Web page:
Thursday, 6 August 2009

Last Chance Harvey

Lowdown: Two complete strangers could potentially be each other’s ticket to happiness.
Review:
Some two years ago I got to watch a film featuring both Dustin Hoffman and Emma Thompson called Stranger than Fiction. I really liked it. Now I got a similar opportunity on my hands with Last Chance Harvey, a film where the above are the main stars.
Dustin Hoffman is Harvey Shine, an old American musician making his money out of commercials. He travels from his home to London to take part in the marriage of his daughter: she’s marrying another American but she does it in London. We learn his employer doesn’t really want him back from this trip and we quickly learn his daughter doesn’t really want him either: she is much happier with the step dad who married her divorced mother. So much so that she prefers the step dad to hand her over and has no problems with Hoffman disappearing before her wedding reception to deal with his waning career.
In parallel we learn about Emma Thompson, a single woman despite her age (the real life Thompson is 50 years old). Still very much attached to her mother, or rather having her mother attaching herself to her, she craves a relationship but has problems acquiring it despite attempts from her fellow workers at Heathrow airport.
It is at the airport that Hoffman and Thompson meet. It takes them a while, but eventually they start to open up to one another, telling one another secrets they haven’t told anyone else. Hoffman, for example, admits that his life long dream had been becoming a jazz pianist, but when asked again he also admits he’s just not good enough. Not many people I know can make such a statement, and the result hits home: by opening up to one another the two become closer. The question is, can this relationship, our heroes’ last chance, work? After all, they come from different countries, different backgrounds, and there’s a significant age gap between them. They’re even the wrong way around, height wise!
The point is made stronger with a side story that copies the same theme from the main one: Thompson's mother is suspicious of her new neighbor, a Polish guy that seems more like a murderer given his dubious backyard activities. Or is he so?
Overall, Last Chance Harvey is a very charming film. It’s charming because it’s an optimistic call for people to open up to one another, demonstrating just how much can be achieved by being open and transparent. It made me want to go out and call on the world’s population to write their own personal blogs so they could potentially engage the whole world with theirs. True, exposure can lead to abuse, but I tend to think the positives significantly overpower the negatives. I also apply the same thought at the country level: for example, when making my mind up on whether I want to see immigrants from various backgrounds in my neighborhood; but that gets me out of the film’s scope. The point is to open up and make a genuine attempt to get close to one another.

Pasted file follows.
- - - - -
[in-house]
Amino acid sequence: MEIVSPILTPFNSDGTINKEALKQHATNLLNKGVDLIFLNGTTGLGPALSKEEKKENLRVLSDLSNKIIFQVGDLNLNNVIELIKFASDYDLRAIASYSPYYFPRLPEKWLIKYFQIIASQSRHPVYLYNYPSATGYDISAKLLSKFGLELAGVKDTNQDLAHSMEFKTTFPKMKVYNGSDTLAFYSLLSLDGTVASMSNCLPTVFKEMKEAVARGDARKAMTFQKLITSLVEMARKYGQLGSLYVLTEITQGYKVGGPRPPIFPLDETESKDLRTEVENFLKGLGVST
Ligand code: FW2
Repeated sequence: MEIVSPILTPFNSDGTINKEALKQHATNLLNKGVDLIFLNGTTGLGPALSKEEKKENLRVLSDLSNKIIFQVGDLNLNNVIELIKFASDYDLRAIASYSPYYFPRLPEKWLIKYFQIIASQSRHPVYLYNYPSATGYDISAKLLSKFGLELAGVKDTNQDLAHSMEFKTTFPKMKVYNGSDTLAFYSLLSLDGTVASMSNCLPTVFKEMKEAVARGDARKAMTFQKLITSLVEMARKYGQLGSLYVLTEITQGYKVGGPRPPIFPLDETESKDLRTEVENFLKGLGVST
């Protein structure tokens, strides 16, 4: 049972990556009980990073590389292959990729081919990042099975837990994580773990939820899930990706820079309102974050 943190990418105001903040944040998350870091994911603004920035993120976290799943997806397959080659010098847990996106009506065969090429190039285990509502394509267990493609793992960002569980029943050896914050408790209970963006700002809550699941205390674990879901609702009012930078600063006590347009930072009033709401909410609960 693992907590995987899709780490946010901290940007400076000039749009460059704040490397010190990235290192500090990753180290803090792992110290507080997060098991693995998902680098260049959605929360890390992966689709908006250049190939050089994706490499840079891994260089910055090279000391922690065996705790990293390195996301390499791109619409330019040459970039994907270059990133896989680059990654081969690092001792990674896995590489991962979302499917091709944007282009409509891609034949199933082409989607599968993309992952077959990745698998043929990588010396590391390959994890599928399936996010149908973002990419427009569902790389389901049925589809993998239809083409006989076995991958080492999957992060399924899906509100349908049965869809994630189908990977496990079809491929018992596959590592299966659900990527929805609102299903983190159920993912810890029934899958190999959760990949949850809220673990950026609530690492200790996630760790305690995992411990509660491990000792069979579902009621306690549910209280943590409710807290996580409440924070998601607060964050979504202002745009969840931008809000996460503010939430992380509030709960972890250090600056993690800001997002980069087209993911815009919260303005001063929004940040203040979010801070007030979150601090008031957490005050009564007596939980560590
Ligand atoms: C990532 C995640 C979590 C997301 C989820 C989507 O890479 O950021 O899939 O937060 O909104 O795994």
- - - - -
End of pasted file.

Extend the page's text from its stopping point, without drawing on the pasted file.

On their part, Thompson and Hoffman are both terrific actors that help drive Last Chance Harvey home all the way. Hoffman has always been a favorite of mine, and indeed in here his performance is at its peak: he truly captivated me from start to finish. I just love the guy.
Last, but not least, is the city of London. London serves as the background for most of Last Chance Harvey, and unlike other films where it is portrayed as a business center or the larger James Bond headquarters, here London is portrayed as a nice, cozy and charming place. Last Chance Harvey definitely reminded me why London is one of my favorite places to visit, even if I don’t think of it in terms of a particularly romantic place; it’s enough that it can be such a place if one wants it to, and it definitely been so for me.
Best scene: There are many to choose from, but I find the most memorable one being Hoffman’s wedding reception speech. It’s his second wedding related speech; the first was a disaster, and you just cringe as he forces his way into a second one.
Technical assessment: The picture on this Blu-ray is reference quality. Great colors and amazing level of detail allow you to pick out on Hoffman’s individual hairs. The sound, while the complete opposite of aggressiveness, is well done and supports the film’s atmosphere very well. A great effort.
Overall: What a lovely experience Last Chance Harvey is! 4.5 out of 5 stars.

4 comments:

Wicked Little Critta said...

I just rented this yesterday! I'll check back in after I see it.

Moshe Reuveni said...

And the verdict is?

Wicked Little Critta said...

It was very good!
I had a difficult time with the swift change-over of Hoffman's "This is the crappiest day of my life" to "Hey, she's cute." But other than that, very enjoyable. I love Emma Thompson.

Moshe Reuveni said...

You are right, but think how hard it was for Hoffman: realizing that he won't be getting much of a chance at life anymore, and grasping the opportunity presented to him.
I really loved this movie.